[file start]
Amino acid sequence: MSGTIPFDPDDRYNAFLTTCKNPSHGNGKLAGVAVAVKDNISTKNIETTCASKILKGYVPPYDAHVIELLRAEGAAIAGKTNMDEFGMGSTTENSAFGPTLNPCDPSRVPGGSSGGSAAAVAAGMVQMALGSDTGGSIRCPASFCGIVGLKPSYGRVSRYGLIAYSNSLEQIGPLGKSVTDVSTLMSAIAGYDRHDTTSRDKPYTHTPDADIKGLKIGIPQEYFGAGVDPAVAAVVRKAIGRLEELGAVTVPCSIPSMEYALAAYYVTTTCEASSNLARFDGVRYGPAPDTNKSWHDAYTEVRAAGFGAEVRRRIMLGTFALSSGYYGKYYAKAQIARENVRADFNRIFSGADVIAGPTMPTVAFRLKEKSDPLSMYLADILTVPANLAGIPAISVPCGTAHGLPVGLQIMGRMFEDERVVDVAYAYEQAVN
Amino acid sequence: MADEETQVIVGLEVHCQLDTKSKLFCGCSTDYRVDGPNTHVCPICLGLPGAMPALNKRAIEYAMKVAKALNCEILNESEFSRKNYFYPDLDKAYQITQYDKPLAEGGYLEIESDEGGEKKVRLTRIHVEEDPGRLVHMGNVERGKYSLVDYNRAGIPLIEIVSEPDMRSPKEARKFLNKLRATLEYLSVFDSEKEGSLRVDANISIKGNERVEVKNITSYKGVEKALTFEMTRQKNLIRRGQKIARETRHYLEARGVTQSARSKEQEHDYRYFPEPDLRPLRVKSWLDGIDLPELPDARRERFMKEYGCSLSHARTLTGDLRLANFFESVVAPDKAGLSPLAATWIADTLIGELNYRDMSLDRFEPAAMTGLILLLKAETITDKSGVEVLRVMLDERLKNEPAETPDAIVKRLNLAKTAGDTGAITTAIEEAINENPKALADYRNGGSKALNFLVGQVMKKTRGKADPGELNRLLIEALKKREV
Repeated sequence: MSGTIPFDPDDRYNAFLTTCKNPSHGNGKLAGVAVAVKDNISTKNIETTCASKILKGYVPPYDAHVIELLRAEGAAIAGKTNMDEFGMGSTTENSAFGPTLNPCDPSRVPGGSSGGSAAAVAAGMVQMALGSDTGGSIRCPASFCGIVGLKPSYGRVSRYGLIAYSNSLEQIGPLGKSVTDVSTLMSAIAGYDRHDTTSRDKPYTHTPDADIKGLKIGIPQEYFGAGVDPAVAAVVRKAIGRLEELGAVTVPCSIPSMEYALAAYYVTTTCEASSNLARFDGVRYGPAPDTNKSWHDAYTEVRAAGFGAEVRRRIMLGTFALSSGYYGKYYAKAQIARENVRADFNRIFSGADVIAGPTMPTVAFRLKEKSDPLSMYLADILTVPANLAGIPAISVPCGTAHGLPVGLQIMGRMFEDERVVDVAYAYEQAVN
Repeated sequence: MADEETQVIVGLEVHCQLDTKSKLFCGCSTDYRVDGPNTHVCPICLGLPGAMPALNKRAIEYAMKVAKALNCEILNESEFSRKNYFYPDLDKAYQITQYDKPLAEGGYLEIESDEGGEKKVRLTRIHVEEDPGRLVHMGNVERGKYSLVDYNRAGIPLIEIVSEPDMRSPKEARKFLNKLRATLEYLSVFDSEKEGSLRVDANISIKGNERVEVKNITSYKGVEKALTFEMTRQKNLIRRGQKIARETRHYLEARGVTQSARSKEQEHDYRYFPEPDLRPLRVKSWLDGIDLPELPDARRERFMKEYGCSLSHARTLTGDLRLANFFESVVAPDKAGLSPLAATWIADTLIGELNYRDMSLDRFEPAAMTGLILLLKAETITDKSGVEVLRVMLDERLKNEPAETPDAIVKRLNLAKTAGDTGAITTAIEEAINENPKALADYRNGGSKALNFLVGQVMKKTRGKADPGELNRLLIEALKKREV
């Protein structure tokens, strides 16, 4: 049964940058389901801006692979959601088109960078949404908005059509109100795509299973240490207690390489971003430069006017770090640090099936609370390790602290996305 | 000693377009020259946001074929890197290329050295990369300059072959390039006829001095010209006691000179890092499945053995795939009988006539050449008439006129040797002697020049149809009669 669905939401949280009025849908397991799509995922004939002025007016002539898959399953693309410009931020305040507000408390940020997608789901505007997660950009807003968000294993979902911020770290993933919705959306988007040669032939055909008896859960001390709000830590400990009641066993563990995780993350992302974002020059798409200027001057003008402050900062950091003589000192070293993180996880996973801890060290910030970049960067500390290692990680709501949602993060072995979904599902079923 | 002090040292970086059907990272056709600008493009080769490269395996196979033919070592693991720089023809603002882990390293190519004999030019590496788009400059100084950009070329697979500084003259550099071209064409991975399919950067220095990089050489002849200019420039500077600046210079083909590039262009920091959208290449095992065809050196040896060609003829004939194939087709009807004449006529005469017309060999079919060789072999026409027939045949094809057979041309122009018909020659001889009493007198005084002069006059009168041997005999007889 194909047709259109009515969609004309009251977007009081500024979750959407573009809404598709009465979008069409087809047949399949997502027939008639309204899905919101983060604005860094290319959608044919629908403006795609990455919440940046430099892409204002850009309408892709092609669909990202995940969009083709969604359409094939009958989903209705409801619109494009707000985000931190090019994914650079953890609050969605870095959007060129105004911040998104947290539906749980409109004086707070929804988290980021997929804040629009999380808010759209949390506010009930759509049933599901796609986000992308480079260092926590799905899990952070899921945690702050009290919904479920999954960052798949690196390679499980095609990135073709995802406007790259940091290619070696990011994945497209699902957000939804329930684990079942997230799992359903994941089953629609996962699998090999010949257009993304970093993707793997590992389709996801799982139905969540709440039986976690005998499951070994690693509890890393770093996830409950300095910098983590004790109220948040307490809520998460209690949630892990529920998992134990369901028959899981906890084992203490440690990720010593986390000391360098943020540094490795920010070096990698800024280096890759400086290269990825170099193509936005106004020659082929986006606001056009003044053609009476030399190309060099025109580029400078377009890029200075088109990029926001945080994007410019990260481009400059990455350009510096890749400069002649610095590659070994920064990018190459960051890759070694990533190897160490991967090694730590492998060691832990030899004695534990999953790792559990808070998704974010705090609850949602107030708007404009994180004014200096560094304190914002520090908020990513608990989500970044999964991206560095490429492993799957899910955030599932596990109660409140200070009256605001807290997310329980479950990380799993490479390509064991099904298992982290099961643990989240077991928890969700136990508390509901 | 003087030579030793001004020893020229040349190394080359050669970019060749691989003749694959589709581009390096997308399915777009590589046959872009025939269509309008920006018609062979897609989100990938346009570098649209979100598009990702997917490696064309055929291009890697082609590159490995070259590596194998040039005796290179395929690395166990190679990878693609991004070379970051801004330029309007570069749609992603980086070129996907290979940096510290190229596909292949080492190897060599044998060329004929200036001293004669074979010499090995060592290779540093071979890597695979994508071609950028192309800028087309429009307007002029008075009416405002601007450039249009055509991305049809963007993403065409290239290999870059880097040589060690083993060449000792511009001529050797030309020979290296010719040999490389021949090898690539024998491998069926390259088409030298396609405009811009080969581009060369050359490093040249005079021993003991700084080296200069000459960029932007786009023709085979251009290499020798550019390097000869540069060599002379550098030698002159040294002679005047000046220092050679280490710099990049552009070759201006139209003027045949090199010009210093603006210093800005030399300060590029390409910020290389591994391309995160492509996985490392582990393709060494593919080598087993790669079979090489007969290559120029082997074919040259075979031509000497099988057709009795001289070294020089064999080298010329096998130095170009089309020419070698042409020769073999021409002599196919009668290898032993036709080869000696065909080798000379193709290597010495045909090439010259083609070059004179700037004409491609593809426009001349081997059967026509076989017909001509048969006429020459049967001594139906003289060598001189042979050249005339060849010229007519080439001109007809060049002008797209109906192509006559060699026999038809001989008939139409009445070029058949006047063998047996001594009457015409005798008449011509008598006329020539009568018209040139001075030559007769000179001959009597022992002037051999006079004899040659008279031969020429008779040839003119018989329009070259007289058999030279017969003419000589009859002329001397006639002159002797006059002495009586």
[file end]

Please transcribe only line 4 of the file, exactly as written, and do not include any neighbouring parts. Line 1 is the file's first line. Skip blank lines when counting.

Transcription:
Repeated sequence: MADEETQVIVGLEVHCQLDTKSKLFCGCSTDYRVDGPNTHVCPICLGLPGAMPALNKRAIEYAMKVAKALNCEILNESEFSRKNYFYPDLDKAYQITQYDKPLAEGGYLEIESDEGGEKKVRLTRIHVEEDPGRLVHMGNVERGKYSLVDYNRAGIPLIEIVSEPDMRSPKEARKFLNKLRATLEYLSVFDSEKEGSLRVDANISIKGNERVEVKNITSYKGVEKALTFEMTRQKNLIRRGQKIARETRHYLEARGVTQSARSKEQEHDYRYFPEPDLRPLRVKSWLDGIDLPELPDARRERFMKEYGCSLSHARTLTGDLRLANFFESVVAPDKAGLSPLAATWIADTLIGELNYRDMSLDRFEPAAMTGLILLLKAETITDKSGVEVLRVMLDERLKNEPAETPDAIVKRLNLAKTAGDTGAITTAIEEAINENPKALADYRNGGSKALNFLVGQVMKKTRGKADPGELNRLLIEALKKREV